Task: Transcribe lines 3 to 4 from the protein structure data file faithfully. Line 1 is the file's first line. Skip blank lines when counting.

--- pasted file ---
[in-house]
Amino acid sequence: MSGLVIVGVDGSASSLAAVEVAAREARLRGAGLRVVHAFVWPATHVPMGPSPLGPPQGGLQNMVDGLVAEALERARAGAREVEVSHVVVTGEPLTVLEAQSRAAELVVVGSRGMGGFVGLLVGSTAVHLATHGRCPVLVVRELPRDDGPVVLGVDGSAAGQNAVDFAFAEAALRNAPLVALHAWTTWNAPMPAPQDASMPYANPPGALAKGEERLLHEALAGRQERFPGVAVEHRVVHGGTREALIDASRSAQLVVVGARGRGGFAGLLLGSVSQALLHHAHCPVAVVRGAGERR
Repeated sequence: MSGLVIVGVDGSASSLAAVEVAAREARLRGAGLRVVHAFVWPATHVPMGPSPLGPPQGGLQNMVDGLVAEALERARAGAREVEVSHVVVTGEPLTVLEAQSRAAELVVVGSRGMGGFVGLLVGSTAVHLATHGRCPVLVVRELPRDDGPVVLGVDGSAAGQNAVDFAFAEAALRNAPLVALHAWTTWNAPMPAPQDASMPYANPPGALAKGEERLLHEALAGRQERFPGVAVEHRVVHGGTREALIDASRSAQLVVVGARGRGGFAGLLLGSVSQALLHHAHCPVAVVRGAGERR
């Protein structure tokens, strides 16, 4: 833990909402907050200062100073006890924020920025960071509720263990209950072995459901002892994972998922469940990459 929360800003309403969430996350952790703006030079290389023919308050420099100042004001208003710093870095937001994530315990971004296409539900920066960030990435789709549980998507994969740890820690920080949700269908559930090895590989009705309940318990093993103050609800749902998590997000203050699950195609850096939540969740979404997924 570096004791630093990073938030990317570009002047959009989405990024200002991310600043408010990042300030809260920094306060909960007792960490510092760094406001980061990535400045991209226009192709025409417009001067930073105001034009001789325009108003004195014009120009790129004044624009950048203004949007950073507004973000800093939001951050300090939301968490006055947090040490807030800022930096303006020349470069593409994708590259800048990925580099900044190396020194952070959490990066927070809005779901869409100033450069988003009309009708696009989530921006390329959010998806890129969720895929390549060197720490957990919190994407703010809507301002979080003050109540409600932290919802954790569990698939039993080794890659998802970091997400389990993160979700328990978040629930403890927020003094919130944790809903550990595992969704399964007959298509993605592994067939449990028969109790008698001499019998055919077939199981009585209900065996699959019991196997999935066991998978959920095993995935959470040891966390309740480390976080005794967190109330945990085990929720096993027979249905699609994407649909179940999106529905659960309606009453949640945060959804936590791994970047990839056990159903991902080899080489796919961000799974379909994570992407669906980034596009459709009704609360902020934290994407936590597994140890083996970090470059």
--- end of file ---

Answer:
Repeated sequence: MSGLVIVGVDGSASSLAAVEVAAREARLRGAGLRVVHAFVWPATHVPMGPSPLGPPQGGLQNMVDGLVAEALERARAGAREVEVSHVVVTGEPLTVLEAQSRAAELVVVGSRGMGGFVGLLVGSTAVHLATHGRCPVLVVRELPRDDGPVVLGVDGSAAGQNAVDFAFAEAALRNAPLVALHAWTTWNAPMPAPQDASMPYANPPGALAKGEERLLHEALAGRQERFPGVAVEHRVVHGGTREALIDASRSAQLVVVGARGRGGFAGLLLGSVSQALLHHAHCPVAVVRGAGERR
């Protein structure tokens, strides 16, 4: 833990909402907050200062100073006890924020920025960071509720263990209950072995459901002892994972998922469940990459 929360800003309403969430996350952790703006030079290389023919308050420099100042004001208003710093870095937001994530315990971004296409539900920066960030990435789709549980998507994969740890820690920080949700269908559930090895590989009705309940318990093993103050609800749902998590997000203050699950195609850096939540969740979404997924 570096004791630093990073938030990317570009002047959009989405990024200002991310600043408010990042300030809260920094306060909960007792960490510092760094406001980061990535400045991209226009192709025409417009001067930073105001034009001789325009108003004195014009120009790129004044624009950048203004949007950073507004973000800093939001951050300090939301968490006055947090040490807030800022930096303006020349470069593409994708590259800048990925580099900044190396020194952070959490990066927070809005779901869409100033450069988003009309009708696009989530921006390329959010998806890129969720895929390549060197720490957990919190994407703010809507301002979080003050109540409600932290919802954790569990698939039993080794890659998802970091997400389990993160979700328990978040629930403890927020003094919130944790809903550990595992969704399964007959298509993605592994067939449990028969109790008698001499019998055919077939199981009585209900065996699959019991196997999935066991998978959920095993995935959470040891966390309740480390976080005794967190109330945990085990929720096993027979249905699609994407649909179940999106529905659960309606009453949640945060959804936590791994970047990839056990159903991902080899080489796919961000799974379909994570992407669906980034596009459709009704609360902020934290994407936590597994140890083996970090470059």